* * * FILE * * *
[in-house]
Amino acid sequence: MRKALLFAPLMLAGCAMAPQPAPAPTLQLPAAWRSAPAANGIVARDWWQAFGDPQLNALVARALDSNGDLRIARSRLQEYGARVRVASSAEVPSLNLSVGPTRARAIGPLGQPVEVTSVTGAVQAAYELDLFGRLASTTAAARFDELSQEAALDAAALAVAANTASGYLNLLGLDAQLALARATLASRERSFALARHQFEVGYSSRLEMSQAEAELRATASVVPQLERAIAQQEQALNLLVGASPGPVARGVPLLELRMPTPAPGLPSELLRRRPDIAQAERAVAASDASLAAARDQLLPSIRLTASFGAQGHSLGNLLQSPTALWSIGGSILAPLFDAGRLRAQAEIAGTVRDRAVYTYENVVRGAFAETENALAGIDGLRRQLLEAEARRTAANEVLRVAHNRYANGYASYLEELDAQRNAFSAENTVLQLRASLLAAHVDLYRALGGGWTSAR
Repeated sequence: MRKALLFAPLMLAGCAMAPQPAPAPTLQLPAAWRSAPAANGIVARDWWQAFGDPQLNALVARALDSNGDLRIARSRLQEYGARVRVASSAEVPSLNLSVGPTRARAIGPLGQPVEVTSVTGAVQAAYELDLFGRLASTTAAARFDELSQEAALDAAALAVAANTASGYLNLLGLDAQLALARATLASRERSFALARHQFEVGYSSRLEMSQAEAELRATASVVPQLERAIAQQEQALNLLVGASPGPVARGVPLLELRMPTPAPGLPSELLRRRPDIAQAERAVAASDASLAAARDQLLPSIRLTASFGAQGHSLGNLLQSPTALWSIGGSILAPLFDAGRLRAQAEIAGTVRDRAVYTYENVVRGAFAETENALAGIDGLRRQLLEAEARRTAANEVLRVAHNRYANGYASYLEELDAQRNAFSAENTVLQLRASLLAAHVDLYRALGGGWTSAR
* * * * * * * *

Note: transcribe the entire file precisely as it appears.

[in-house]
Amino acid sequence: MRKALLFAPLMLAGCAMAPQPAPAPTLQLPAAWRSAPAANGIVARDWWQAFGDPQLNALVARALDSNGDLRIARSRLQEYGARVRVASSAEVPSLNLSVGPTRARAIGPLGQPVEVTSVTGAVQAAYELDLFGRLASTTAAARFDELSQEAALDAAALAVAANTASGYLNLLGLDAQLALARATLASRERSFALARHQFEVGYSSRLEMSQAEAELRATASVVPQLERAIAQQEQALNLLVGASPGPVARGVPLLELRMPTPAPGLPSELLRRRPDIAQAERAVAASDASLAAARDQLLPSIRLTASFGAQGHSLGNLLQSPTALWSIGGSILAPLFDAGRLRAQAEIAGTVRDRAVYTYENVVRGAFAETENALAGIDGLRRQLLEAEARRTAANEVLRVAHNRYANGYASYLEELDAQRNAFSAENTVLQLRASLLAAHVDLYRALGGGWTSAR
Repeated sequence: MRKALLFAPLMLAGCAMAPQPAPAPTLQLPAAWRSAPAANGIVARDWWQAFGDPQLNALVARALDSNGDLRIARSRLQEYGARVRVASSAEVPSLNLSVGPTRARAIGPLGQPVEVTSVTGAVQAAYELDLFGRLASTTAAARFDELSQEAALDAAALAVAANTASGYLNLLGLDAQLALARATLASRERSFALARHQFEVGYSSRLEMSQAEAELRATASVVPQLERAIAQQEQALNLLVGASPGPVARGVPLLELRMPTPAPGLPSELLRRRPDIAQAERAVAASDASLAAARDQLLPSIRLTASFGAQGHSLGNLLQSPTALWSIGGSILAPLFDAGRLRAQAEIAGTVRDRAVYTYENVVRGAFAETENALAGIDGLRRQLLEAEARRTAANEVLRVAHNRYANGYASYLEELDAQRNAFSAENTVLQLRASLLAAHVDLYRALGGGWTSAR